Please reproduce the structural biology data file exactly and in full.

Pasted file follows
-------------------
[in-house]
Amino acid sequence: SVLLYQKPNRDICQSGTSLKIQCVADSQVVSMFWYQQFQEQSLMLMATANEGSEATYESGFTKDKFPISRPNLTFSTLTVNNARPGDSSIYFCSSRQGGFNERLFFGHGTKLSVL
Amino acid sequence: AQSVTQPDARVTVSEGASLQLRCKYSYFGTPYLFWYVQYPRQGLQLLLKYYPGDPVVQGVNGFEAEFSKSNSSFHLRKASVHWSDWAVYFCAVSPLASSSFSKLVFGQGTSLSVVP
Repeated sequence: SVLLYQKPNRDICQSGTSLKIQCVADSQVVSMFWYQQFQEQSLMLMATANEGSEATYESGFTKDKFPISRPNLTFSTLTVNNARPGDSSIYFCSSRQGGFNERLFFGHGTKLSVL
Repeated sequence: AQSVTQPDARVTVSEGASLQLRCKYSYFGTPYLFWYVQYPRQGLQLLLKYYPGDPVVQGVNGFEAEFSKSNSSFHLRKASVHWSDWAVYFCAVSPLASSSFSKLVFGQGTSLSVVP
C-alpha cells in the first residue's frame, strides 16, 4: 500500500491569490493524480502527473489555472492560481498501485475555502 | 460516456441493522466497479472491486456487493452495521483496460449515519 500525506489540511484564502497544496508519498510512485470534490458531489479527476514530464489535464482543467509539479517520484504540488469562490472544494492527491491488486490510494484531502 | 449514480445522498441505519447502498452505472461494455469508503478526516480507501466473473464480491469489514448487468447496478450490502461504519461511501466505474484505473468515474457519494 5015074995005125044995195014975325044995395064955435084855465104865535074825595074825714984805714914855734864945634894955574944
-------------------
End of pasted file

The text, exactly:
[in-house]
Amino acid sequence: SVLLYQKPNRDICQSGTSLKIQCVADSQVVSMFWYQQFQEQSLMLMATANEGSEATYESGFTKDKFPISRPNLTFSTLTVNNARPGDSSIYFCSSRQGGFNERLFFGHGTKLSVL
Amino acid sequence: AQSVTQPDARVTVSEGASLQLRCKYSYFGTPYLFWYVQYPRQGLQLLLKYYPGDPVVQGVNGFEAEFSKSNSSFHLRKASVHWSDWAVYFCAVSPLASSSFSKLVFGQGTSLSVVP
Repeated sequence: SVLLYQKPNRDICQSGTSLKIQCVADSQVVSMFWYQQFQEQSLMLMATANEGSEATYESGFTKDKFPISRPNLTFSTLTVNNARPGDSSIYFCSSRQGGFNERLFFGHGTKLSVL
Repeated sequence: AQSVTQPDARVTVSEGASLQLRCKYSYFGTPYLFWYVQYPRQGLQLLLKYYPGDPVVQGVNGFEAEFSKSNSSFHLRKASVHWSDWAVYFCAVSPLASSSFSKLVFGQGTSLSVVP
C-alpha cells in the first residue's frame, strides 16, 4: 500500500491569490493524480502527473489555472492560481498501485475555502 | 460516456441493522466497479472491486456487493452495521483496460449515519 500525506489540511484564502497544496508519498510512485470534490458531489479527476514530464489535464482543467509539479517520484504540488469562490472544494492527491491488486490510494484531502 | 449514480445522498441505519447502498452505472461494455469508503478526516480507501466473473464480491469489514448487468447496478450490502461504519461511501466505474484505473468515474457519494 5015074995005125044995195014975325044995395064955435084855465104865535074825595074825714984805714914855734864945634894955574944